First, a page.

A couple of years ago.I started to check the brands for their ethical production-I'm not completely there,but I'm trying….excellent support are Lady Sarah's London Living and Universe with Love blogs,with a lot of interesting and useful informations

    1. Thanks for the positive grade, Dottoressa! I am nothing if not methodical… it's my forte. Not being able to find something that suits or fits is one way to cut down on how much we shop, isn't it? Are those blogs you mention? If so, I am going there now! I'd like to make my own ethical brands list… of brands I am able to find and whose clothing I like.

    2. Yes,they are,I like both very much-hope you've found it already
      For the ethical brands ,google "35 Fair Trade&Ethical Clothing Brands Betting against Fast Fashion" on The Good Trade
      Your investigation and Fair Trade&Ethical List is something I'm really looking forward

    1. Oh, you'll love thrift shopping. I sometimes find articles with the tags still on. You can have a lovely, varied wardrobe with very little money spent.

    2. Good luck, Nancy. Don't forget to try to consign some of the stuff you bought that you realize you won't wear. Makes the blow softer if you can get a little back from what you've spent.

  3. Sue, you are so organized. I have no idea how much I bought this year and am afraid to count them. It might be a "yikes!". Having said that, I do buy quite a bit from a local thrift shop and have a favourite consignment shop that takes only quality clothes. So…the total spent is probably low. Let's go with that. oK?

    1. OK…let's go with that:) I love to sell stuff in consignment stores, but am not so successful at finding stuff to buy. Pants are too big or too short…my friend Fiona says that pants and jeans are the most difficult to find. And I'm not very good at just shopping for whatever is out there. Way too anal about my "list" I think!

    2. I buy my pants (long seam) and footwear (narrow) new. But, I've had a lot if success with tops and jackets. I've never consigned but I think I might take some in for the spring rotation. As you said, it doesn't hurt to get some money back.
      You are a bit anal about lists. Must be the school teacher in you. I love how methodical you are about your clothing and only wish I could be as restrained as yourself.

    3. I also have narrow feet and long legs as well as no hips to speak of, so I seldom buy footwear or pants at thrift stores either. I manage to find plenty of tops though and I even bought an almost new winter coat recently. All I had to do was replace the buttons because it was missing a couple.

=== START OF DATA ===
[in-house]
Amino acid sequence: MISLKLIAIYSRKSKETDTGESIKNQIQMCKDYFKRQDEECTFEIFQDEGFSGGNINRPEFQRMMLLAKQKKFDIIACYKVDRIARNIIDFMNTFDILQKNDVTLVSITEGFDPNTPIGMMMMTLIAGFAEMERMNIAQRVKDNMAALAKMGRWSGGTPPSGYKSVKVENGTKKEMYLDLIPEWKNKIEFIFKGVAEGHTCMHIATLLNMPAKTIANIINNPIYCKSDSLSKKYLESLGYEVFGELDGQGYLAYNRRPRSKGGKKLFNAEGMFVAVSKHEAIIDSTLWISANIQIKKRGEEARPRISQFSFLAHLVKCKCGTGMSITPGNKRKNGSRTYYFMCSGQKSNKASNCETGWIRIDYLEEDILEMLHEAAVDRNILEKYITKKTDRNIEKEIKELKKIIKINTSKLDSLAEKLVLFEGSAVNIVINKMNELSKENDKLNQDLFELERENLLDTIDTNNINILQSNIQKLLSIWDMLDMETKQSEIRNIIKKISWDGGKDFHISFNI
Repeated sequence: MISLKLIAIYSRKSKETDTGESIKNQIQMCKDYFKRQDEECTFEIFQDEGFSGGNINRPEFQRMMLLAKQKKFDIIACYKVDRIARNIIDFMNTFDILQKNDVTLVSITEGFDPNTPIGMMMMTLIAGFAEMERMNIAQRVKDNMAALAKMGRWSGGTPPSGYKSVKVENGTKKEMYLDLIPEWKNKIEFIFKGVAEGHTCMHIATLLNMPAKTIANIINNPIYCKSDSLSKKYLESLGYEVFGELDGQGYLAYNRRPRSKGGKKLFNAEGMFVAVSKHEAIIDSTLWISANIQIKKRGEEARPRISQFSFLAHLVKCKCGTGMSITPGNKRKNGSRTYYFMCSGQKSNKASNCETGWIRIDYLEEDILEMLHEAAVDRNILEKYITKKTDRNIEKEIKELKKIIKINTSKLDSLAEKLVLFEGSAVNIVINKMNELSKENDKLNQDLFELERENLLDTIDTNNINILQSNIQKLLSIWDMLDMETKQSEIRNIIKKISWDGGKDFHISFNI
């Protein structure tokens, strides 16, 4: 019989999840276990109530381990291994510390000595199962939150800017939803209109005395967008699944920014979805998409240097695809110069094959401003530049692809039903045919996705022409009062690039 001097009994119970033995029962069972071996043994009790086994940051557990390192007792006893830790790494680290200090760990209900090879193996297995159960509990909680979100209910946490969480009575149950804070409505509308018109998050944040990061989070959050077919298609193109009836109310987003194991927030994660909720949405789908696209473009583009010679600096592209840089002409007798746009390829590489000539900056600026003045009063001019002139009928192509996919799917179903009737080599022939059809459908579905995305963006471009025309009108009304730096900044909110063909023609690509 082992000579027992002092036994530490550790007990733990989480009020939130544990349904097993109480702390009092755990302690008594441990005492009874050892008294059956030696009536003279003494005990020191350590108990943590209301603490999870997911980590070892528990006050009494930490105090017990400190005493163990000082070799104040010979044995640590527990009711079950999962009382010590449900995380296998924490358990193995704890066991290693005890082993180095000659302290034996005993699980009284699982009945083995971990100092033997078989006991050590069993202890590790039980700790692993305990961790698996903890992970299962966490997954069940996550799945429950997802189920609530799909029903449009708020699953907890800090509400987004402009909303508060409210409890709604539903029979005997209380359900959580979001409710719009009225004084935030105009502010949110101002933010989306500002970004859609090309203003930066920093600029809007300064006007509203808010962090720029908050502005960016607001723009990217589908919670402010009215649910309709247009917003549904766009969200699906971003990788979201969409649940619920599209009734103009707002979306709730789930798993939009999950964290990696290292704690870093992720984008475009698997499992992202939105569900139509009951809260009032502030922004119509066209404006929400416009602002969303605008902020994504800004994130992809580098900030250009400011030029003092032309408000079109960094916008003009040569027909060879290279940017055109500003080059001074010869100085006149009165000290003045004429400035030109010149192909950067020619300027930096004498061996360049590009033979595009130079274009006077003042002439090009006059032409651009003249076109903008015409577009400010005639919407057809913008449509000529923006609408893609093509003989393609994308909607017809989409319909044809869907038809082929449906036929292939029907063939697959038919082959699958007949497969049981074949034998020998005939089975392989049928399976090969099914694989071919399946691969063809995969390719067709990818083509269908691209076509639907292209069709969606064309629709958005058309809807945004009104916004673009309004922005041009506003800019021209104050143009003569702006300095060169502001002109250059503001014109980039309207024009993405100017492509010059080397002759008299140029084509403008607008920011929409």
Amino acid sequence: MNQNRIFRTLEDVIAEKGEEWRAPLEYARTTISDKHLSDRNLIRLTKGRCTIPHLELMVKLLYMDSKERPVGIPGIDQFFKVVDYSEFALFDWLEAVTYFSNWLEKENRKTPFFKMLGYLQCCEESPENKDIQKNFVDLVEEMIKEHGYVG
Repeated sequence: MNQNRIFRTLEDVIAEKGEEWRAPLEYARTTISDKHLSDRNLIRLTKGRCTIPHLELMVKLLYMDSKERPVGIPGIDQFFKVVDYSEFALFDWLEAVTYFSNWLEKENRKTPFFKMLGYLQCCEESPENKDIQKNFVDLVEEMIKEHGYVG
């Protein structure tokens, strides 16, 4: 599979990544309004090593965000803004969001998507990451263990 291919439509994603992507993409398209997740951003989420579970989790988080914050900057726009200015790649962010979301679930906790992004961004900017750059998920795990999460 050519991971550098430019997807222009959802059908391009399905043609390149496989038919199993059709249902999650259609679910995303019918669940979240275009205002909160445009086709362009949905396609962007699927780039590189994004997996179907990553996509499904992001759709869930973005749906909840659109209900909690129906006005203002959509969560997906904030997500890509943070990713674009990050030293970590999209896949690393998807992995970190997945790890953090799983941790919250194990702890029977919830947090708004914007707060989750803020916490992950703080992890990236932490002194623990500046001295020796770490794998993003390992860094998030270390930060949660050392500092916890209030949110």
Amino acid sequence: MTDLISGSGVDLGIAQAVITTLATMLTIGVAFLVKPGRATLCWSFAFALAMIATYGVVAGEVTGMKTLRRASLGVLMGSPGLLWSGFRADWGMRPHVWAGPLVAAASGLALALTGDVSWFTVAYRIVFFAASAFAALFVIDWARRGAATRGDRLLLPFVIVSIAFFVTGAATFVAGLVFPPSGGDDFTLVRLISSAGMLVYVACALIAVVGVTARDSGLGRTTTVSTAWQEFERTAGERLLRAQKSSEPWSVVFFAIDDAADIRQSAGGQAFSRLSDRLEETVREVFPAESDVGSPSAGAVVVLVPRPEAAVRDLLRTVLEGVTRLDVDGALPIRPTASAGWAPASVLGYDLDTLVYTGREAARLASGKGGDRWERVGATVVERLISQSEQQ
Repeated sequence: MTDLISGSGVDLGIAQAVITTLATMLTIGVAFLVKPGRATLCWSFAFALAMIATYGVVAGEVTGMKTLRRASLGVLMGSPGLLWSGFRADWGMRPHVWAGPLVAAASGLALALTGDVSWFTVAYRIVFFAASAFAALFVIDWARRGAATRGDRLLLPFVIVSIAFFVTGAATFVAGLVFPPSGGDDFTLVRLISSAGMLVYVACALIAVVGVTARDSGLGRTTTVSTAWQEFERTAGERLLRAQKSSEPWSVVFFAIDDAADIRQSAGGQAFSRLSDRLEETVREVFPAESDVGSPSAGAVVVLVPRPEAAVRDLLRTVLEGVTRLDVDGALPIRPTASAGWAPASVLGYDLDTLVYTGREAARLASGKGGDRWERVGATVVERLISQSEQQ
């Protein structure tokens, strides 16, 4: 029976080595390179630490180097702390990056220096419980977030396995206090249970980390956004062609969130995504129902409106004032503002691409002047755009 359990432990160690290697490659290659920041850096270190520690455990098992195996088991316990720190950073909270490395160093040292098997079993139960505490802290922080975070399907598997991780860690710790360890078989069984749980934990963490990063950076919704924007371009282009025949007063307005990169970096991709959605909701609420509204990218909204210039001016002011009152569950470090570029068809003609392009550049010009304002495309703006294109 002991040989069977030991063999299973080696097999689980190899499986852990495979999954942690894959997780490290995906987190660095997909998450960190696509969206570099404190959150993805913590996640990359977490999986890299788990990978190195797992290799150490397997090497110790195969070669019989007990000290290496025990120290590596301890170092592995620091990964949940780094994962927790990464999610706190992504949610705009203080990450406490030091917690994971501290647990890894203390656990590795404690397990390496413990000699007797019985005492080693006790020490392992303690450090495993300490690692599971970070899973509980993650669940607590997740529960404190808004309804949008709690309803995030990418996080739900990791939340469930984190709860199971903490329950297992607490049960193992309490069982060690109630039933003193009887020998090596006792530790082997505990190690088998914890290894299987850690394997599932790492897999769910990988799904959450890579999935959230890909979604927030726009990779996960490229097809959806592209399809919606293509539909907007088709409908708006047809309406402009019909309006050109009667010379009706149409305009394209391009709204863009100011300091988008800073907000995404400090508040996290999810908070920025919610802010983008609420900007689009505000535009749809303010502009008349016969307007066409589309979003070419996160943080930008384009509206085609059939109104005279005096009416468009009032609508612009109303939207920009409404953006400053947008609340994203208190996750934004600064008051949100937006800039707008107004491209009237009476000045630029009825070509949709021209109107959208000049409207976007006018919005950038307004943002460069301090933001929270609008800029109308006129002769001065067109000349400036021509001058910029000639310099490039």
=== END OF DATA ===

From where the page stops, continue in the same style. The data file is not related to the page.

4. I'm a big navy fan too . I'm much pickier than I used to be but still not as disciplined as you – think I may be bottom of the class
    Wendy in York

    1. Ha. Your comments always make me laugh, Wendy. "Bottom of the class" … I highly doubt it. What about all those lovely Margaret Howell things you've mentioned you found at your local outlet?

  5. Interesting post! It sent me to my closets to evaluate my own ethical shopping habits. I discovered 28 items that were new to me in 2016. I only bought 12 of them new. 10 were thrifted, 3 were gifts and 3 were hand me downs from my daughter. That should definitely give me a high mark in the "thrifting and recycling" category, especially considering the fact that I also donated more items to our local thrift store than I purchased. I fully admit to not paying enough attention to which brands are ethically produced, however, and I would love to learn from you if that's an area that you decide to pursue in the coming year.

    1. You most certainly get a high mark for quantity and for thrifting/recycling, Elaine! I'm trying to work up my own version of ethical brands. Brands whose clothes I like and which are accessible for me. So stay tuned.

  6. I think you're ahead of the pack in that your purchases seem to be carefully considered and slot in nicely with what you already have. To me, it's just as important to look at usage as total numbers. You do a great job at re-mixing and repurposing a lot of your clothing. You must be getting so excited for your South America trip!!

    1. Thanks, Sue. You're right, of course, usage is important. I used to love the CPW idea that Stacey and Clinton talked about on What Not To Wear. I am getting excited about South America… a little. Still so much to do, though.

  7. Your stylish purchases demonstrate the value of planning, a step that is missing in my wardrobe. I do get good marks for shopping consignment stores but for me it leads to random purchases. I find something I like and think 'I have to buy this now or it will be gone '. I've cleaned out most of my business clothes since I'm retired so there are 70 things hanging in my closet. Interesting exercise, I thought there would be more.